My Family’s Slave
She lived with us for 56 years. She raised me and my siblings without pay. I was 11, a typical American kid, before I realized who she was.

The Latest Country Whose Parenting We Should Emulate

by Honolulu Mother

I’m sure we all remember when we were urged to go all Tiger Mom on our kids, and when a bit later we were urged to feed them pate and celeriac and send them off to play while the grown-ups talk, because French women not only don’t get fat, they also don’t serve up Easy Mac to picky eaters or hover over playdates. But now we’re offered a new group to be more like: the Dutch!

The key to raising happy kids? The latest trend says do as the Dutch do.

I am especially amused by this because a few years ago, around when the Tiger Mom stuff was big in the news, my daughter’s friend (whose mother is Dutch) had come along for a weekend at my parents’ house and my mother, impressed with the friend’s behavior, was talking about how there should be a book on Dutch parenting . . . right up until the friend accidentally dropped a gecko in my mother’s lap and it ended up inside her shorts.

The article suggests that features of Dutch childhood include plenty of independence, time for play, and minimal academic stress, all helped along by a wholly un-American level of work-life balance. Does that sound good to you? Does it sound feasible? And, what country’s parenting style do you think we should next be urged to adopt, and why?

Open thread

Today we have an open thread to discuss anything you’d like at any time of the day.

Here’s one topic suggested by a reader.

Several people on this blog have mentioned taking anti-depressants, either long- or short-term. A prescription for those, in my experience, comes with a recommendation for therapy. I have a little experience doing this, but have yet to really click with anyone. These suggestions sound helpful, but are also very vague. What other tips have people found useful in starting therapy?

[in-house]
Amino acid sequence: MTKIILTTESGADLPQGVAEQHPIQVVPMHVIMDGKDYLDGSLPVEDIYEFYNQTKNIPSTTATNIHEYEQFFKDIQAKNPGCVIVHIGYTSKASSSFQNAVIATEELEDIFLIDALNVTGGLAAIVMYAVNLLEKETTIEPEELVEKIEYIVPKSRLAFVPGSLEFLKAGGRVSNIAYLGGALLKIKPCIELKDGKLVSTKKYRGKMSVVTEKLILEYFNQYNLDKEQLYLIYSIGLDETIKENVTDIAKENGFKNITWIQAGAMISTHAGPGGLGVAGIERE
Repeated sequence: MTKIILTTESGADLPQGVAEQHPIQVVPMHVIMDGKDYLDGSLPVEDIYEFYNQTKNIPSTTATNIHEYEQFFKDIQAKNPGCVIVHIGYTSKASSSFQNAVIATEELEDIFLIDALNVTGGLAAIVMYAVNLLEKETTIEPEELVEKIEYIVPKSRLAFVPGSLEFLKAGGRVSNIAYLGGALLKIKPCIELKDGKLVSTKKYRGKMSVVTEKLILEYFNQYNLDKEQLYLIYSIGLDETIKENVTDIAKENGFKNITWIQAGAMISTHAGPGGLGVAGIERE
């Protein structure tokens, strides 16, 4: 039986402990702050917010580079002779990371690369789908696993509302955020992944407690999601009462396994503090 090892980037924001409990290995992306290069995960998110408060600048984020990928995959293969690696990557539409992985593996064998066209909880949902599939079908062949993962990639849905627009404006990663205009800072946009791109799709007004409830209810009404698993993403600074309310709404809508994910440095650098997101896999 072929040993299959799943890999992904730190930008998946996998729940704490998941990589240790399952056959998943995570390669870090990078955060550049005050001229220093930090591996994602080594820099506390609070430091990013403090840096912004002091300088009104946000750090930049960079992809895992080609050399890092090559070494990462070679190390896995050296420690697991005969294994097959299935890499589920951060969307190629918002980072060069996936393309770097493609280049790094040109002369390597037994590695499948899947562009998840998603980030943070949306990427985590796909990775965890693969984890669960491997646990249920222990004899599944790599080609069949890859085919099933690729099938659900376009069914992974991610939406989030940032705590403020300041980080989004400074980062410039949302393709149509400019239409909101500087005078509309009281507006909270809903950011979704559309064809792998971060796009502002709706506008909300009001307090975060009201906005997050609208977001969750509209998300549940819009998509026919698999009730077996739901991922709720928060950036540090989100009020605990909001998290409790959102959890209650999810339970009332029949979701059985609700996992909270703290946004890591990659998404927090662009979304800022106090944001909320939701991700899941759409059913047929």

THINGS TO CONSIDER WHEN STARTING THERAPY


Here’s a survey for interested readers to take.

Food finds

by S&M

What are you eating these days? I don’t mean matzoh balls, Cadbury Creme eggs or springtime asparagus. What have you recently started eating? Have you “columbused” any good new-to-you foods?

I came across Chobani roasted red pepper dip in the deli section recently. I like that company’s Greek yogurt, so I gave this a try. Yum! It’s good on all the standby crackers and veggies. I’ve dived into a couple of “old” foods with renewed vigor. Since learning that scallops, which I once thought of as an occasional treat, are pretty much straight protein and no fat, I’ve eaten them nearly every other day. Lunch today was pasta, scallops sautéed with leeks, and the dip as a sauce. I’ve also put scallops into salads, often with sun dried tomatoes. Another thing that’s new to me is protein powder. I haven’t figured out very many ways to use it yet, other than stirring it into Greek yogurt. It can supposedly be substituted for up to half the flour in baked goods, but I chicken out every time I think I’m going to try that.

My issue with gluten seems to be over now. It expanded until corn and rice, which have no gluten, were also giving me problems, and then one day I had to have a bite of something my son was eating because it looked so good, and I was fine. That means I can renew all my old favorites. I’m glad because quinoa takes more time and attention to make than couscous. I can put water on the stove, chop veggies, pour the water over the couscous, saute the veggies, and dump them over the grain with a squirt of lemon juice and a little EVOO in ten minutes. Another old thing that’s new again are pizzelles, for the simple reason that the very thin waffles don’t have many calories or fat grams. I tell myself that they are cookies, and I can eat the whole thing.

So what’s new on your table?

When do you let your kids quit an activity?

by tcmama

When do you let your kids quit an activity? Our sons, 1st grade and kindergarten, are taking piano lessons. I have no musical ability, but I feel it is important for them to have some exposure to music. We are finishing their first year of lessons. The kids are starting to complain about practicing. Mostly the older one is complaining about practicing, and I think the younger one complains because his brother does. I don’t want them to quit because it is getting harder, but at the same time, I don’t want to force them to do something they don’t like.